To this day, almost all over the world, American rootstock is used in the vineyards while the European vines called vitis vinifera are grafted onto the rootstock because it produces better quality wine. But that is also a topic for another episode. I’m gonna take it right back to you!
Ali: So the farmers really struggled with how to fight this plague. Many treated their vineyards with harsh chemicals, obviously to no avail. And apparently you can still see some of these mor Oh, another one of these pronunciations, sorry.
Ute: mortuary… mortuaries!
Ali: Translated to “death beds” when traveling through the Portuguese wine country. These death beds were so damaged by the chemicals that the farmers used that they cannot be used for agriculture anymore.
Ute: Like ever again?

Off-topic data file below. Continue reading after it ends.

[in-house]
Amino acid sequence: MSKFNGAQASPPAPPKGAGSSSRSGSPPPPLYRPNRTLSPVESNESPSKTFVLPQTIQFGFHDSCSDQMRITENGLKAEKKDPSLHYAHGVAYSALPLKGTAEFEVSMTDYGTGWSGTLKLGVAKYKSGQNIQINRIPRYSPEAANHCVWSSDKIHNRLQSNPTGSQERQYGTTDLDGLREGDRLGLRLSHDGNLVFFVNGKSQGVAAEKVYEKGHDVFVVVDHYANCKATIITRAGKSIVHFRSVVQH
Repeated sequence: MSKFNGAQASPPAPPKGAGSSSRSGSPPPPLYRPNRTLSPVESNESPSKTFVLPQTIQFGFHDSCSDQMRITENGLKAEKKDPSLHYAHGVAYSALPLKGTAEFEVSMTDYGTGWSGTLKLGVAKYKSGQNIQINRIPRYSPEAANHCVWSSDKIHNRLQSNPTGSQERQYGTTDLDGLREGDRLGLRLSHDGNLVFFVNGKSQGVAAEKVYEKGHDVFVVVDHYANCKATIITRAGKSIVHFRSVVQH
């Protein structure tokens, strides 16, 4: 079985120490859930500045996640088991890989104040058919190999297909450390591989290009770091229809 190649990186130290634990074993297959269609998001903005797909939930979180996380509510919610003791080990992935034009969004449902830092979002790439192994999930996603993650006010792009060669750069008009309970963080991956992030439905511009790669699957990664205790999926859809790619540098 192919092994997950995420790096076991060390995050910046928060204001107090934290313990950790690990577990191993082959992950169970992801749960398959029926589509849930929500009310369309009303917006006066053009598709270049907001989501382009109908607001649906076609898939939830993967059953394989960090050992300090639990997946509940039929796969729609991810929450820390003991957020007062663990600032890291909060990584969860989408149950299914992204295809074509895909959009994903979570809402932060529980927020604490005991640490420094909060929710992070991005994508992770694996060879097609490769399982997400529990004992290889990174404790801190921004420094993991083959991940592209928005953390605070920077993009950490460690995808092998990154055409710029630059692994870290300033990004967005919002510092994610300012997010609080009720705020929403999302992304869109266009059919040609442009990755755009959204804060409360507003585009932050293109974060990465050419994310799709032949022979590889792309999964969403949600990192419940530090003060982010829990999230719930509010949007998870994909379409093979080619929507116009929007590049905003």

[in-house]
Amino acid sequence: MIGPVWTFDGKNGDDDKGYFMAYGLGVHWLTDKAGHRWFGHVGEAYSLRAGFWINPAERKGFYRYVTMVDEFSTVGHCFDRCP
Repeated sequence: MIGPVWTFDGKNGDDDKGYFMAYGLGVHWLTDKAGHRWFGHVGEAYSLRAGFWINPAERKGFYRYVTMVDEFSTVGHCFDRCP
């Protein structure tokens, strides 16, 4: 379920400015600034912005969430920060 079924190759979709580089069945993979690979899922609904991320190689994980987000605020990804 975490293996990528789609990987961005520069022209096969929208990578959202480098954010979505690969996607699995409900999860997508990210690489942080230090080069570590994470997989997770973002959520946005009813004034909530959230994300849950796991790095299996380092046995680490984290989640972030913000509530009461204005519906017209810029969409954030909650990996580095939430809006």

Ali: Yeah. They’re just dead. The ground is so destroyed.
Ute: Oh my God.
Ute: So they would have to like completely renew the soil to be able to… wow.
Ali: Yep. So eventually Antónia went to study Phylloxera effects and possible solutions, and up and coming treatments in England. Like you mentioned, Ute, it took awhile for them to even realize that their vines were dying. And then it took awhile for them to realize how to fix these dying vines and kill off these louse. And that’s where the harsh chemicals came in. So it was, so I think I read, it was like in the 1870s or 80s. It was, I mean, the Phylloxera came in in the 1860s, and it wasn’t for another decade or so until Antónia went to England to study how to get rid of Phylloxera.
But while she was there, she found some solutions, some treatments, and she came back to Portugal and started replanting the numerous vineyards that she owned and that she worked with, with the American rootstock grafted with their vines grafted on top.